Security researcher Barnaby Jacks has used the Black Hat briefings to demonstrate an interesting way of getting money out of an ATM machine.
Jacks, who is head of research at cyber security consultancy IOActive, demonstrated the attack on two common ATM platforms.
The first attack unlocked the machine using standard keys purchased on the internet. Jacks inserted a USB stick which overwrote the ATM's firmware and caused it to spew fake million dollar bills.
The second attack involved using the remote updating capabilities of an ATM to upload code that caused the machine to empty itself of cash, and record card details and PINs.
"Every ATM I've looked at, I've found a game-over vulnerability that allows me to get cash," said Jacks. "So far I've looked at four, and I'm running four-for-four at the moment."
Jacks bought the ATMs online to test his hack before going public. He was due to give his presentation at last year's Black hat conference, but was stopped after legal action and because a fix for the problem was not available.
Most ATMs use Windows CE or a cut down version of Windows XP, but Jacks used a cloned version of the firmware in the machines to carry out the attacks.
The remote attack could also be performed using VoIP technology, Jacks said, since code is available to scan 10,000 dial-up numbers for the machines in less than an hour.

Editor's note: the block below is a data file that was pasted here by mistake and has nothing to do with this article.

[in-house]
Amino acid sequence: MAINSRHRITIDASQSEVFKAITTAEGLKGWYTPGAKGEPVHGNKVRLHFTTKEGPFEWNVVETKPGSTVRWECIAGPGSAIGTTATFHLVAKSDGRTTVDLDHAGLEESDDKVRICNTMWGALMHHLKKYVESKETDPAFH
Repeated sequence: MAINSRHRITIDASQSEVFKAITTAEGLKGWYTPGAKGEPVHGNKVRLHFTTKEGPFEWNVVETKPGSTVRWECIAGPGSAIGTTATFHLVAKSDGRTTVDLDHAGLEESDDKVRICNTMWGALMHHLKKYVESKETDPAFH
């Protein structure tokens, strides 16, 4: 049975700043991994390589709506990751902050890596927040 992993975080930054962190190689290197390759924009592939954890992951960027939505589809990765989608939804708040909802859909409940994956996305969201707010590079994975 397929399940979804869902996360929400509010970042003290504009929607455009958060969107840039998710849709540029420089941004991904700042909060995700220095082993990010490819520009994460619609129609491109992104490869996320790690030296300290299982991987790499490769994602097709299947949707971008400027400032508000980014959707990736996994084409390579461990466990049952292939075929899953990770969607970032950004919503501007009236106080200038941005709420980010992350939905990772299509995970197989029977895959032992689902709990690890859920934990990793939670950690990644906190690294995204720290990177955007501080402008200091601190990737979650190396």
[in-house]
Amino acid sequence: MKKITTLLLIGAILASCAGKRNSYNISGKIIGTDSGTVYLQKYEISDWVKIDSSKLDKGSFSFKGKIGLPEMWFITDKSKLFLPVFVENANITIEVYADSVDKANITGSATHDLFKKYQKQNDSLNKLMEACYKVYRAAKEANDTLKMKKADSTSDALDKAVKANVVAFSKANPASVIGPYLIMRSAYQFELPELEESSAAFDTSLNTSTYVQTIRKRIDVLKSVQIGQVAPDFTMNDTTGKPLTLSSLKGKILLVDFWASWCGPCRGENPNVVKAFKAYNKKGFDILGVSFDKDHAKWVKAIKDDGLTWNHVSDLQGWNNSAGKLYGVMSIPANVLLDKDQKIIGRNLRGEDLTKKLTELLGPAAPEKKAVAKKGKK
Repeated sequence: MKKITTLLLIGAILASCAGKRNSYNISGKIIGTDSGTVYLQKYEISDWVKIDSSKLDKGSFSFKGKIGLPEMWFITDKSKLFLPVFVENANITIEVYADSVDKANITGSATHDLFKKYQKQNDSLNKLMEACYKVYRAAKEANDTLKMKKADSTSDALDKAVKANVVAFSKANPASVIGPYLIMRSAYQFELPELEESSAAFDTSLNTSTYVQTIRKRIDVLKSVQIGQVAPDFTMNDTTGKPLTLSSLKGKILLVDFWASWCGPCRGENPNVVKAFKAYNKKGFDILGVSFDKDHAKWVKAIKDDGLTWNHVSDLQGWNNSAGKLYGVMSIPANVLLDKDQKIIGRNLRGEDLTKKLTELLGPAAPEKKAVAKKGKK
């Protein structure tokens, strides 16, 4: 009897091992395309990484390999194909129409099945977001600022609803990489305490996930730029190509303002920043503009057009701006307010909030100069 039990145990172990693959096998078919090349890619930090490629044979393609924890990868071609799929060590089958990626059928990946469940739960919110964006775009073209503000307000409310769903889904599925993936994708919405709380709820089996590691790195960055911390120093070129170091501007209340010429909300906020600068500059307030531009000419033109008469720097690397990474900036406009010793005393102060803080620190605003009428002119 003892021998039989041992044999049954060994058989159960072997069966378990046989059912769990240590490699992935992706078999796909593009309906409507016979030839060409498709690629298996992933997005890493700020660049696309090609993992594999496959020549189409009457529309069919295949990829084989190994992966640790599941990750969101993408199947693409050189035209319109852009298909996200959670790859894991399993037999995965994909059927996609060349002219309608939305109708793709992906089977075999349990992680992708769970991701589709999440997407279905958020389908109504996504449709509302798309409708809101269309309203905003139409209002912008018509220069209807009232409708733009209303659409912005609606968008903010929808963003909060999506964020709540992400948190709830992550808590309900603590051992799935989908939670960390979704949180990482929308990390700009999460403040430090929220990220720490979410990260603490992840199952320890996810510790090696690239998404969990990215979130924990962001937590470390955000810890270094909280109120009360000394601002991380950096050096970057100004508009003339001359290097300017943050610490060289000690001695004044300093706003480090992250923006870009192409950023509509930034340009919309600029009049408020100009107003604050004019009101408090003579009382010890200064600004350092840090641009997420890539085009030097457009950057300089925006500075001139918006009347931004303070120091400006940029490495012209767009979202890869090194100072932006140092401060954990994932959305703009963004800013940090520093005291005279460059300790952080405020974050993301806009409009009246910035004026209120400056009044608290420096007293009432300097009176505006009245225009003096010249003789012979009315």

Bob Douglas, vice president of engineering at Triton, which manufacturers one of the ATMs used, claimed that the company had developed a defence against the attack and had made it available in December.
"The problem was solved by remote update and we give customers the option of an individual, unpickable lock to their system," he said.
Firmware updates now require a digital signature before they can be installed on ATM machines, according to Douglas.
The case is more worrying because Jacks said that the same systems used by the ATM builders are used in voting machines, making electoral fraud very easy.
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